We also had a visitor this month! Thanks to Jake’s sister Ella, we were able to set and cover the French drains on site, to help control water flow around the house. French drain systems include perforated pipes that are buried with gravel, to keep water from pooling around the property. Ours will funnel water away from the eaves of the house and from the porch. And after we put her to work shoveling gravel in the summer heat, Ella will never come to see us again.

Siding! And a porch!

We also wrapped all four sides in battens and purlins, to which the siding will be attached. The strips of wood are going to hold the upper portions of our siding a couple inches out from the house, to make a shadow line and hide refrigerant lines from the air conditioning system. The eastern façade is the first one completed, and isn’t it satisfying?

Soon, the steel porch roof will be installed, which was fabricated for the team by Superior Metal Works in Newbern, and delivered to site. It’s a big part of the exterior of the house, so we were eagerly awaiting its delivery!

DRYWALL!!!!

Amongst all the work outside, the most exciting part of the month was the drywall installation! There’s a huge difference inside the house now, and we’re so happy to see how light fills the spaces. Painting started right away so that interior finish work can begin soon. That means taping a LOT of corners and using very long extension rollers to get to that double-height ceiling.

The light in the house with drywall installed is better and brighter than we could have hoped. How ’bout them windows?

The summer is passing in a whirlwind at the 18×18 House, and the opening is in sight! We’re going full speed ahead with finishes, inside and outside. Stay tuned to see the end of our story!

Starting the Summer at the 18×18 House

The 18×18 House team has been BUSY! The end of the spring semester came fast, bringing a big ol’ Pig Roast celebration with it. Dozens of family members, friends, and alumni crowded around the house to see what this project is all about. We had a great time sharing the work, and figured out just how many guests can fit onto two parking spaces…

Post-Roast Tasks: Roofing

After the fun of Pig Roast, the “18s” hit the ground (or the scaffolding?) running to get the roof installed. Without a watertight roof, the team couldn’t install insulation or drywall, so it was the priority. The first step was laying rigid insulation over the roof sheathing, then attaching purlins across the top. These purlins will be what the metal panels are screwed into later.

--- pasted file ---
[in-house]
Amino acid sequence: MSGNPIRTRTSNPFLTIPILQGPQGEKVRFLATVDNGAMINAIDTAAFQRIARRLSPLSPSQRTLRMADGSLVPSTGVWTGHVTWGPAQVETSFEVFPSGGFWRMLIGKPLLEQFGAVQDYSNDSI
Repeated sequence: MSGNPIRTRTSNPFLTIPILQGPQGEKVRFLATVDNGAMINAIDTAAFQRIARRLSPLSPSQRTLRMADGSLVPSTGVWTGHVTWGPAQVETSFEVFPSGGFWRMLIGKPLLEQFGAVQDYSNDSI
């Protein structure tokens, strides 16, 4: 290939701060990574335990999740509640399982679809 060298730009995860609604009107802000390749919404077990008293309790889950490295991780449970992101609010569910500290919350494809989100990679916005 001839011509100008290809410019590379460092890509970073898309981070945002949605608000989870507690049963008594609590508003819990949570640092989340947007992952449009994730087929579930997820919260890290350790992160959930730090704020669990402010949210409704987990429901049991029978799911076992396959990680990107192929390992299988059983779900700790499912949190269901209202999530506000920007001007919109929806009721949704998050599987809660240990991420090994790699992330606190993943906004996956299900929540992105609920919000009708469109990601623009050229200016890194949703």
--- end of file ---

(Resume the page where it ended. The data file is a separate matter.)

Then all the corners and edges got metal flashing installed on them. The whole roof was outlined in metal profiles to keep water OUT!

The team laid the metal roof panels across the length of the house, attaching them one by one. The back side of the roof was the easy part, but then it was time for the dormer…

Before installing the metal on the front, the team had to install the roof and the siding panels on the dormer. If they didn’t, there wouldn’t be a way to reach the dormer walls later. Meagan and Jake did some tricky flashing work from the scaffolding to install everything over the purlins and insulation. And then, a finished dormer emerged!

The rest of the panels went on smoothly after that. And isn’t it pretty? After it was finally done, Meagan took a break.

Insulation Nation

But no time to stop! As soon as the roof was finished, it was time to insulate. The 18s stuffed the house full of hemp wool and mineral wool batts. And then some more mineral wool. And then some more… Let’s just say there was plenty to do. Meagan had to take another break.

Closing in the Walls

The last step before drywall can be installed was to hang cement board in the bathroom. Cement board is a water-resistant substitute for drywall in showers and other wet areas of a house. The team will be tiling the walls of the shower later on, and this will provide a sturdy base for it. Julie and Meagan measured each panel, scored them with a utility knife, and broke them along the scored edges. Then Meagan took a break, again.